• .gov (government): This gTLD is restricted for government use only.  It is not a public domain that anyone can purchase, which is why (.gov) sites are considered a reliable source and often where students can find statistics. 
  • .org (organization): Originally this gTLD was intended for non-profit organizations, but anyone can purchase this domain and people have.  Students must carefully check the credibility of these sites.
  • .edu (education): This gTLD is usually used by universities and schools.  Generally, .edu sites are considered credible sources since they are from universities and schools.  Often researchers will publish their papers and findings through their university’s site.  Students should still check to make sure that a .edu site is part of a real educational institution.
  1. Currency

Information can be out of date.  The more we learn as a society the quicker information expires.  When your students search online they should make sure the sites are current and updated regularly.  They should make sure that statistics are the most recent ones they can find unless they are looking for historical data.

  1. Content 

The content of the page is hopefully what made your students want to use the information from the website they are on.  Here are some things your students should consider about the information on a website or its content.

  1. Is it relevant to their topic?
  2. Is it age-appropriate for them?
  3. Is it written in an academic or scholarly language?
  4. How valuable is this site’s information for the topic they are researching?
  1. Authority

This is an extremely important question when considering if a source is credible. Students need to know who wrote the article or website they are looking at and if that person is an expert in their field of study and the topic they are writing about.  They need to know about the author’s publishing and citing background.  If the author has been cited by other authors or books then the article is more likely to be credible.  It’s also important to know if the author has written other articles and books about the topic in their field of study.  And finally, students should know who the publisher is.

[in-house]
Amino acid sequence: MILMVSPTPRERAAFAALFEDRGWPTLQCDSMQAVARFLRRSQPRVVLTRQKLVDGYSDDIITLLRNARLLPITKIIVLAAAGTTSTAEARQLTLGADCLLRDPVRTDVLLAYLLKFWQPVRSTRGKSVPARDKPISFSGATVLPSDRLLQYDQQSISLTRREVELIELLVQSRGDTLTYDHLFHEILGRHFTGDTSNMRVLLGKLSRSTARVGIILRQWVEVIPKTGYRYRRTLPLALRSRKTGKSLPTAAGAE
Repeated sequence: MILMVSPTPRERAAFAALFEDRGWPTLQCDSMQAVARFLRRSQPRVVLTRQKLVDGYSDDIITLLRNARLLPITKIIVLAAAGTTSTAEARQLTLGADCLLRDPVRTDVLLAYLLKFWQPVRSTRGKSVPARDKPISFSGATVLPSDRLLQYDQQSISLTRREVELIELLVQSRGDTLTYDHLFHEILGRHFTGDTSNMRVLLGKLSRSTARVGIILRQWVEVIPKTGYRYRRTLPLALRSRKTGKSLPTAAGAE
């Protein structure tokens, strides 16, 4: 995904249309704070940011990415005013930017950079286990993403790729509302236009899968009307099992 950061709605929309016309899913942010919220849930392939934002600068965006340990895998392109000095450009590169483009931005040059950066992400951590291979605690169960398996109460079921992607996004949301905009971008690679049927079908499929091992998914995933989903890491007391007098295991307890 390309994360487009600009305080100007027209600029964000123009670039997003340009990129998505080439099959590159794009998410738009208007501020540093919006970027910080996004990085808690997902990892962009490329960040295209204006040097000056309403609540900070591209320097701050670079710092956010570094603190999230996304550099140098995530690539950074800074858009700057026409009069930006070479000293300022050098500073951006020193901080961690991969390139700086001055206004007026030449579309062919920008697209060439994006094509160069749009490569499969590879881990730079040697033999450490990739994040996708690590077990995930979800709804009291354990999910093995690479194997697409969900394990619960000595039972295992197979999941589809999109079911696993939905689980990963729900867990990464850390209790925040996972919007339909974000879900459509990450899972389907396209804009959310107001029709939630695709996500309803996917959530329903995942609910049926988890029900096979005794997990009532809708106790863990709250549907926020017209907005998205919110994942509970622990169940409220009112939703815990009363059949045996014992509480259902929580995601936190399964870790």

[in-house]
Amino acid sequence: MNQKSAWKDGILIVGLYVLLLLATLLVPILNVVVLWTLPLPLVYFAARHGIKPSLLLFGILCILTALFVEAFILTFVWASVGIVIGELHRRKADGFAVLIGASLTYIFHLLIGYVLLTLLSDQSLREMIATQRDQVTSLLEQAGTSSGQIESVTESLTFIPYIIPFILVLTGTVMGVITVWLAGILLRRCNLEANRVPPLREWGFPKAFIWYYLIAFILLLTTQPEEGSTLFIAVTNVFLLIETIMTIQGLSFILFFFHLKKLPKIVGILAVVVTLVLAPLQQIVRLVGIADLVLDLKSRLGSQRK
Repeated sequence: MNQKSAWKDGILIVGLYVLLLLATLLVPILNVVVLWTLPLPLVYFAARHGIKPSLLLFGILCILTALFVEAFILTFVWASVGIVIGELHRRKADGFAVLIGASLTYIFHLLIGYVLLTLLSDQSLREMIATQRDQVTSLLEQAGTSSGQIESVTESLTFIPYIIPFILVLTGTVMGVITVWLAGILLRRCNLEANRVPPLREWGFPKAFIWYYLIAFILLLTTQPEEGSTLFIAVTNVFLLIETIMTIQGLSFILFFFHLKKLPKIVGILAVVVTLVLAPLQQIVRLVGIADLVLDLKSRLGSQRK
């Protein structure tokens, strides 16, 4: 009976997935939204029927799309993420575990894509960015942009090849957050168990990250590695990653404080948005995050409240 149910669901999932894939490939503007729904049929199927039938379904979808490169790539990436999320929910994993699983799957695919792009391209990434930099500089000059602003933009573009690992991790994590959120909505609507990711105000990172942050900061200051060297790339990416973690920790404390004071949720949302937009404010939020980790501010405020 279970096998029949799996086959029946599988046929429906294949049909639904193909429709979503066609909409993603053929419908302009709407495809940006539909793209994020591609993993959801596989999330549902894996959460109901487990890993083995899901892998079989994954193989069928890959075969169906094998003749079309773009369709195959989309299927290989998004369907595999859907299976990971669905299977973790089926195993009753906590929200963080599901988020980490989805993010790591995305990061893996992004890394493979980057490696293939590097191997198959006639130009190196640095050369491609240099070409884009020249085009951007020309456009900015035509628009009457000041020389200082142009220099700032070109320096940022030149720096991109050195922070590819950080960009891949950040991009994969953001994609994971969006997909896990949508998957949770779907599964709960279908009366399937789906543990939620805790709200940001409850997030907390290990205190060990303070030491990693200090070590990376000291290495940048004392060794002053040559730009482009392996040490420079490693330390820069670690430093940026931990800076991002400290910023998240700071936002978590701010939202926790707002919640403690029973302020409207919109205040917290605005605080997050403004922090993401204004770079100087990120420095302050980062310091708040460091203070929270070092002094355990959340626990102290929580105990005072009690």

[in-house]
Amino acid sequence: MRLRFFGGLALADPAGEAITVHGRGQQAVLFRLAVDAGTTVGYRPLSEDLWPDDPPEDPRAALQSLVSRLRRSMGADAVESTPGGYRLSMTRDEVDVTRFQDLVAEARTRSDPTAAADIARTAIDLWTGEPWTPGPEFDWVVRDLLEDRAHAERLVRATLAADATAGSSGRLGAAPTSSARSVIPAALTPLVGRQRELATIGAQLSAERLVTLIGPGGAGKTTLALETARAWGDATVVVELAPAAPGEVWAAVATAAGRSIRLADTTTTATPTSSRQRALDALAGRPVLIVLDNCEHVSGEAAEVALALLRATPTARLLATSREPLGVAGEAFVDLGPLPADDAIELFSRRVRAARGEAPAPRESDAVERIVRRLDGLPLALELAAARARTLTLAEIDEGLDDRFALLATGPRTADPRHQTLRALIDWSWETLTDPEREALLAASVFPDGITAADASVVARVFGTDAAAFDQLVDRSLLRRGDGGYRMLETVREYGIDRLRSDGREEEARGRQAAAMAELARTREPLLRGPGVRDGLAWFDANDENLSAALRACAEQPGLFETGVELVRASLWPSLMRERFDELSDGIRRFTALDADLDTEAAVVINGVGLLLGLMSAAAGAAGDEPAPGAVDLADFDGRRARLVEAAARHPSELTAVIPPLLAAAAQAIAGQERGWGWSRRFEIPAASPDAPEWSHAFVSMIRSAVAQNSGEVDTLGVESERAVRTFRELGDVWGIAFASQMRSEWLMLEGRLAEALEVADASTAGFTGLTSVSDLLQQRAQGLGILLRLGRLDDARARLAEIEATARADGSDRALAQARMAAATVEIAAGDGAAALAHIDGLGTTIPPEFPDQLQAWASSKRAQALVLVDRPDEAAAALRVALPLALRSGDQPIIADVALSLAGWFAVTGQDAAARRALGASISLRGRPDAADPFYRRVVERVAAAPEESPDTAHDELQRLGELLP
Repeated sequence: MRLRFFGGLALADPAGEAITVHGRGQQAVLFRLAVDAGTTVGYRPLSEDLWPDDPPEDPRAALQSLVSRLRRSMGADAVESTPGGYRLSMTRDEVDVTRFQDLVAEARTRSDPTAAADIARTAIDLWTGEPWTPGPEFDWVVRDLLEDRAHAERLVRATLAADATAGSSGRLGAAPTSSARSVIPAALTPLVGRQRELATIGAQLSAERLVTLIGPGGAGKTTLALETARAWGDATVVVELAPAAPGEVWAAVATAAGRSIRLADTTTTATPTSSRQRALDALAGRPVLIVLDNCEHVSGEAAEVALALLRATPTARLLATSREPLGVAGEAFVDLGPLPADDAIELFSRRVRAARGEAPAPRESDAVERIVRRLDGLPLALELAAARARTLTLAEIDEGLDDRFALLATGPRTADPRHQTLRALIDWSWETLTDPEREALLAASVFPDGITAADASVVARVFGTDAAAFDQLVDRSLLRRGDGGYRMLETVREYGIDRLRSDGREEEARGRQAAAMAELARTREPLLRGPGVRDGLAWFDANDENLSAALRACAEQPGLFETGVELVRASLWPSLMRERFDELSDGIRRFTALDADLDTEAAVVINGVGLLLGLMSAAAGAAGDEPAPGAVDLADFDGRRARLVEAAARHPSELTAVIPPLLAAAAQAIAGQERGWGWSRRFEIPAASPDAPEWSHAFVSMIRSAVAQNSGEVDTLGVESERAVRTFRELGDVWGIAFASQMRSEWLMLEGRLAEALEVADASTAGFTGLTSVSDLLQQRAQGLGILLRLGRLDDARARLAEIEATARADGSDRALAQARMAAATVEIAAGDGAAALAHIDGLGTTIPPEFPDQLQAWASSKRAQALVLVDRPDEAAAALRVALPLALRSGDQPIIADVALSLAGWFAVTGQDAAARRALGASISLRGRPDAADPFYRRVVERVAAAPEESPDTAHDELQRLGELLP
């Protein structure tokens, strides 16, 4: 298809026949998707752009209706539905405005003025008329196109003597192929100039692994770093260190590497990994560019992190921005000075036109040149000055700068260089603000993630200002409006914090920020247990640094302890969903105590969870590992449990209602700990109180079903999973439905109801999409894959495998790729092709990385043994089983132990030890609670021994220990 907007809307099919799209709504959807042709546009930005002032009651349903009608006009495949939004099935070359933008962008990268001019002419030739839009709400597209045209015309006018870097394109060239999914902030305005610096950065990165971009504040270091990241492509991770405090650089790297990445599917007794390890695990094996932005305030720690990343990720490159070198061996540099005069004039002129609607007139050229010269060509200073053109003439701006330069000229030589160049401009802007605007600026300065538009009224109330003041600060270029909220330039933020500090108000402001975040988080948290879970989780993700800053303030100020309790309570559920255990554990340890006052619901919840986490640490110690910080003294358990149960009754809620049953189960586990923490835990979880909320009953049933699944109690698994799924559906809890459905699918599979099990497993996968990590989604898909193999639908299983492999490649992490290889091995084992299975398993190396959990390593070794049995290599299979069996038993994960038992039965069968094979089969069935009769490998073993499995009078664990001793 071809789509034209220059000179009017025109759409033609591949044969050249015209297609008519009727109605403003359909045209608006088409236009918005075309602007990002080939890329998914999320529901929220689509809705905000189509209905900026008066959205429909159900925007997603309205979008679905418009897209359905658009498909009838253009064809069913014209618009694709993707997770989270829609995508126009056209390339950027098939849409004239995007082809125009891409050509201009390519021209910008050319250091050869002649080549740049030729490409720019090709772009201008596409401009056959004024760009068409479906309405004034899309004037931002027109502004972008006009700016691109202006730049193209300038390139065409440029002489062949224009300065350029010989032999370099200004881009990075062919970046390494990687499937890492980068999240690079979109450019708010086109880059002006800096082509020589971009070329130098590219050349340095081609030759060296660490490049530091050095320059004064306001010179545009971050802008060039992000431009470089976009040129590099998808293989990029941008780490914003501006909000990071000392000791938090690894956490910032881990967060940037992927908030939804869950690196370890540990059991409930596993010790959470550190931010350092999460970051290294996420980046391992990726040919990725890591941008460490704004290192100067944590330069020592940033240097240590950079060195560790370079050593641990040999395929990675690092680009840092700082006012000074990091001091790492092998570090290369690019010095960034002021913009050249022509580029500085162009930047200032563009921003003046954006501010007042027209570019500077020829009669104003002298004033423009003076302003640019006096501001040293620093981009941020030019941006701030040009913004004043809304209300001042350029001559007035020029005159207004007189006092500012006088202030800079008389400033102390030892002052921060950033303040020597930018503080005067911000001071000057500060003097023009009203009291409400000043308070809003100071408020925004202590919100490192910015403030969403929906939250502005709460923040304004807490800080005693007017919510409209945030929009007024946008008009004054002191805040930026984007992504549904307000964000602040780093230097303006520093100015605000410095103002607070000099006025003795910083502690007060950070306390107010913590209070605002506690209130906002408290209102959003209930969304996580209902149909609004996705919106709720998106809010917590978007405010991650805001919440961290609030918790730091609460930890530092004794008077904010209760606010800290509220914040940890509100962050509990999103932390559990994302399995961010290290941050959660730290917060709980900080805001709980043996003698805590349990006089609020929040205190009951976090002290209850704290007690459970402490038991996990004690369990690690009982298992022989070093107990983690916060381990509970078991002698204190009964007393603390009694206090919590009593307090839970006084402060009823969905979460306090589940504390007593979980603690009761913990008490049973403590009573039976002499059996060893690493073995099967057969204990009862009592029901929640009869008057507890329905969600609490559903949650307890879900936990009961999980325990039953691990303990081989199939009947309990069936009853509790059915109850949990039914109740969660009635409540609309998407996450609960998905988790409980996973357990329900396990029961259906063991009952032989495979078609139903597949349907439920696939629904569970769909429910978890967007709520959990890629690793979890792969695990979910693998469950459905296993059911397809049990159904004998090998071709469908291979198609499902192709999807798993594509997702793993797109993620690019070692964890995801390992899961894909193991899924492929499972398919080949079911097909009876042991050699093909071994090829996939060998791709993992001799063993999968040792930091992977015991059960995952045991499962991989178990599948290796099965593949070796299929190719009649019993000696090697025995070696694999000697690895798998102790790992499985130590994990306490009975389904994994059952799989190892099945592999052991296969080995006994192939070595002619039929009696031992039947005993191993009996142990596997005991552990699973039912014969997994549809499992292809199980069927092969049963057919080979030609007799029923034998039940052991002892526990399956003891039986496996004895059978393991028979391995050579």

1. Accuracy 

What good is a source if the information is inaccurate?  Students need to learn to dig deeper into their topics to make sure that the information is accurate and credible. Does the author explain the evidence that leads them to the information?  Can the information be cross-checked against other sources to make sure it’s accurate?  If they look at the bibliography then they should recognize the other authors or publishers or look into them.  If the sources of information for their article are inaccurate then their article is definitely inaccurate. Does the article say it was peer-reviewed, meaning that other people in that field of study read, considered, and researched information about that topic as well to make sure it was accurate?

  1. Bias

Every author is biased in some ways.  It’s impossible to not have opinions and life experiences that impact the way we think.  As researchers, we are asked to put our biases aside and focus on the information.  Students need to be sure their credible sources are also working to put their bias to the side and focus on the information.  Here are a few questions they can consider.

  1. Is it sponsored, meaning someone paid money for it to exist?
  2. Is the author trying to sell anything?
  3. Do other experts agree with the author?  If your students look at 10 sources and only one person states the “facts” they are looking at using they should rethink using that information as a credible source.

Modeling, Checklists, and Prompts for a Credible Sources Check

If you just tell your students the information above and tell them to make sure their sources are credible they will likely fail.  Students need more support to successfully learn how to perform a credible sources check.  

Model a Credible Sources Check

Model a credible sources check for your students.  Take time to walk your students through a credible sources check on some credible sites and some not credible sites to show your students how to do it.  Want some ideas of things to show your students on these sites?

How to Verify or Refute Information

Show your students how to cross-check a fact that may seem inaccurate.  Show them how to look on another site to determine if the information is true

Investigate Who the Author is

Show your students how to look on a website for the about the author information or go back to the search engine and look the author up.  Students should be able to quickly see if the author is an expert in their field of study.  

Determine Bias 

Students need to be able to spot biased information.  Is the author able to remain unbiased as they write about the topic?  Since they just looked up the author they should know the answer to that question.  They should also consider the questions we looked at earlier.

  1. Is it sponsored, meaning someone paid money for it to exist?
  2. Is the author trying to sell anything?
  3. Do other experts agree with the author?  If your students look at 10 sources and only one person states the “facts” they are looking at using they should rethink using that information as a credible source.
Credible Sources Check of Differing Perspectives

Sometimes we come across sources that have split information on a topic.  There are two or more groups of people who believe their information is correct and is backed up by other authors.  Students need to be able to navigate this information to determine which is the most accurate. Cross-checking information isn’t always enough to determine credibility.  It takes good judgment and practice to determine who to trust, and we aren’t always right.